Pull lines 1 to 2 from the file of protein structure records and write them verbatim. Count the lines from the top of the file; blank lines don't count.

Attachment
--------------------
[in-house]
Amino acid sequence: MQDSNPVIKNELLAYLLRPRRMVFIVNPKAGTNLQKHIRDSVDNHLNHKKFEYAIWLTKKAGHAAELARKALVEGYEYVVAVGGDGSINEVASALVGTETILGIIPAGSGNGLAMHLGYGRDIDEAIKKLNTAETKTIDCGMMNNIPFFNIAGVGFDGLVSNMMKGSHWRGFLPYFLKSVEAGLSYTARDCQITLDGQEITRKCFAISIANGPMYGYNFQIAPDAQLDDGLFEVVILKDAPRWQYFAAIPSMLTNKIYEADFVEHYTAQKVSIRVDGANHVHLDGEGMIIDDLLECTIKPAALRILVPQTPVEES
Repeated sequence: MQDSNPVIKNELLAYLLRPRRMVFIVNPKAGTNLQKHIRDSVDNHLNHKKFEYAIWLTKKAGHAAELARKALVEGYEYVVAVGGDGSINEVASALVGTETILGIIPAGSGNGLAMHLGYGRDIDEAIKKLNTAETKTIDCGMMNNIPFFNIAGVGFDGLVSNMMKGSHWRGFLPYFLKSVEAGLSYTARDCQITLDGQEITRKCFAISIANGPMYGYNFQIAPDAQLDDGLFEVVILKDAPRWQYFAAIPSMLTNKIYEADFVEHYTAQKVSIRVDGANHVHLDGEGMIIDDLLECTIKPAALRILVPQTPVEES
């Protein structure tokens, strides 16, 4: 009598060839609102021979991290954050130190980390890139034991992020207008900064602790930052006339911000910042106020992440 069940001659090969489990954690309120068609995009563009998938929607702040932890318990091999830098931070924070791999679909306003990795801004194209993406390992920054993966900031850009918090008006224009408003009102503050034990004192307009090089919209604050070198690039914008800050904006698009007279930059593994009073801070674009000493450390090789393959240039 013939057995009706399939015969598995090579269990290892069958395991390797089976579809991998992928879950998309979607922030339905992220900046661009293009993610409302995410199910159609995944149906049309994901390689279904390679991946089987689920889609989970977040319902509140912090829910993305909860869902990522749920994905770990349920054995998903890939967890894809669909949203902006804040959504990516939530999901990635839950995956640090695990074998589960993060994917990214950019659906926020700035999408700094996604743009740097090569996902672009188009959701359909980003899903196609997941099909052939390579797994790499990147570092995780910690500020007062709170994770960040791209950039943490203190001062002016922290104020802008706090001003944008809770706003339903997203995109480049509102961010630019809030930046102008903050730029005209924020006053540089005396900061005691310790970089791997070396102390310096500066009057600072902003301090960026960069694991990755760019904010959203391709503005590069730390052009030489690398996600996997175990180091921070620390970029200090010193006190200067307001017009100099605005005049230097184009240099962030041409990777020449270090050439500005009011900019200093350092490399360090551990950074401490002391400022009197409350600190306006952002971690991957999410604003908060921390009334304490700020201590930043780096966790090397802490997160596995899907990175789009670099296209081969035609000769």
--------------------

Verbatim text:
[in-house]
Amino acid sequence: MQDSNPVIKNELLAYLLRPRRMVFIVNPKAGTNLQKHIRDSVDNHLNHKKFEYAIWLTKKAGHAAELARKALVEGYEYVVAVGGDGSINEVASALVGTETILGIIPAGSGNGLAMHLGYGRDIDEAIKKLNTAETKTIDCGMMNNIPFFNIAGVGFDGLVSNMMKGSHWRGFLPYFLKSVEAGLSYTARDCQITLDGQEITRKCFAISIANGPMYGYNFQIAPDAQLDDGLFEVVILKDAPRWQYFAAIPSMLTNKIYEADFVEHYTAQKVSIRVDGANHVHLDGEGMIIDDLLECTIKPAALRILVPQTPVEES